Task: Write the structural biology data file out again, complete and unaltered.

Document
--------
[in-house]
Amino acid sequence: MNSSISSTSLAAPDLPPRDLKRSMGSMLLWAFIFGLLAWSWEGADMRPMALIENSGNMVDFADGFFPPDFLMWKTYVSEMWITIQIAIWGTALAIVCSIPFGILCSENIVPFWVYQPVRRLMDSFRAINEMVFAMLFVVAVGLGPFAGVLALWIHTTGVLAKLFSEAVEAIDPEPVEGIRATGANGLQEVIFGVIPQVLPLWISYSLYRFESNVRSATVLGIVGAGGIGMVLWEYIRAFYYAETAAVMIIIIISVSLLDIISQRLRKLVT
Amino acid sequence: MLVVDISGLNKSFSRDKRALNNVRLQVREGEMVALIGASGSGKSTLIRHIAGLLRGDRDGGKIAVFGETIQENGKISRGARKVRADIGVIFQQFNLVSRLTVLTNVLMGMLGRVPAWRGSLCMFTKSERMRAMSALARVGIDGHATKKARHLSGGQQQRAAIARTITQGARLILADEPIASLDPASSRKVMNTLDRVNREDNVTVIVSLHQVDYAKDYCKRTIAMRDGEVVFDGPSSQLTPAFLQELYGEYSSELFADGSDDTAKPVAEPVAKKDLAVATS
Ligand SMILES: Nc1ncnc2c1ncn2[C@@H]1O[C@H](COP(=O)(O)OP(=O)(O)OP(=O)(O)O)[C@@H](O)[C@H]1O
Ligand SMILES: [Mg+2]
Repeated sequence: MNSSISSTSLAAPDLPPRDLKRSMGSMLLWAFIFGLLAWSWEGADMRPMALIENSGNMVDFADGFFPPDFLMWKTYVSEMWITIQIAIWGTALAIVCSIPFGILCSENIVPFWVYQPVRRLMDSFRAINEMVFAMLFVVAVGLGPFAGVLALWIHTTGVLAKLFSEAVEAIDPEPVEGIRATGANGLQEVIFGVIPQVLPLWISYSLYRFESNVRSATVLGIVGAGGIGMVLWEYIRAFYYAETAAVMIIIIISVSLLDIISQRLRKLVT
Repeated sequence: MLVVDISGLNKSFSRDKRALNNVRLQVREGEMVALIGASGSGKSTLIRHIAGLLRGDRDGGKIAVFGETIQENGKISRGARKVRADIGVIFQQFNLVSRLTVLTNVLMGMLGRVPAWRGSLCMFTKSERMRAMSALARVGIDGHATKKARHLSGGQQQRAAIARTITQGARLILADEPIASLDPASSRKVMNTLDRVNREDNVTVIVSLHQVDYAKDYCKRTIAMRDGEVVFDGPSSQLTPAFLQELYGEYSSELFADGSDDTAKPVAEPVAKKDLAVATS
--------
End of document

[in-house]
Amino acid sequence: MNSSISSTSLAAPDLPPRDLKRSMGSMLLWAFIFGLLAWSWEGADMRPMALIENSGNMVDFADGFFPPDFLMWKTYVSEMWITIQIAIWGTALAIVCSIPFGILCSENIVPFWVYQPVRRLMDSFRAINEMVFAMLFVVAVGLGPFAGVLALWIHTTGVLAKLFSEAVEAIDPEPVEGIRATGANGLQEVIFGVIPQVLPLWISYSLYRFESNVRSATVLGIVGAGGIGMVLWEYIRAFYYAETAAVMIIIIISVSLLDIISQRLRKLVT
Amino acid sequence: MLVVDISGLNKSFSRDKRALNNVRLQVREGEMVALIGASGSGKSTLIRHIAGLLRGDRDGGKIAVFGETIQENGKISRGARKVRADIGVIFQQFNLVSRLTVLTNVLMGMLGRVPAWRGSLCMFTKSERMRAMSALARVGIDGHATKKARHLSGGQQQRAAIARTITQGARLILADEPIASLDPASSRKVMNTLDRVNREDNVTVIVSLHQVDYAKDYCKRTIAMRDGEVVFDGPSSQLTPAFLQELYGEYSSELFADGSDDTAKPVAEPVAKKDLAVATS
Ligand SMILES: Nc1ncnc2c1ncn2[C@@H]1O[C@H](COP(=O)(O)OP(=O)(O)OP(=O)(O)O)[C@@H](O)[C@H]1O
Ligand SMILES: [Mg+2]
Repeated sequence: MNSSISSTSLAAPDLPPRDLKRSMGSMLLWAFIFGLLAWSWEGADMRPMALIENSGNMVDFADGFFPPDFLMWKTYVSEMWITIQIAIWGTALAIVCSIPFGILCSENIVPFWVYQPVRRLMDSFRAINEMVFAMLFVVAVGLGPFAGVLALWIHTTGVLAKLFSEAVEAIDPEPVEGIRATGANGLQEVIFGVIPQVLPLWISYSLYRFESNVRSATVLGIVGAGGIGMVLWEYIRAFYYAETAAVMIIIIISVSLLDIISQRLRKLVT
Repeated sequence: MLVVDISGLNKSFSRDKRALNNVRLQVREGEMVALIGASGSGKSTLIRHIAGLLRGDRDGGKIAVFGETIQENGKISRGARKVRADIGVIFQQFNLVSRLTVLTNVLMGMLGRVPAWRGSLCMFTKSERMRAMSALARVGIDGHATKKARHLSGGQQQRAAIARTITQGARLILADEPIASLDPASSRKVMNTLDRVNREDNVTVIVSLHQVDYAKDYCKRTIAMRDGEVVFDGPSSQLTPAFLQELYGEYSSELFADGSDDTAKPVAEPVAKKDLAVATS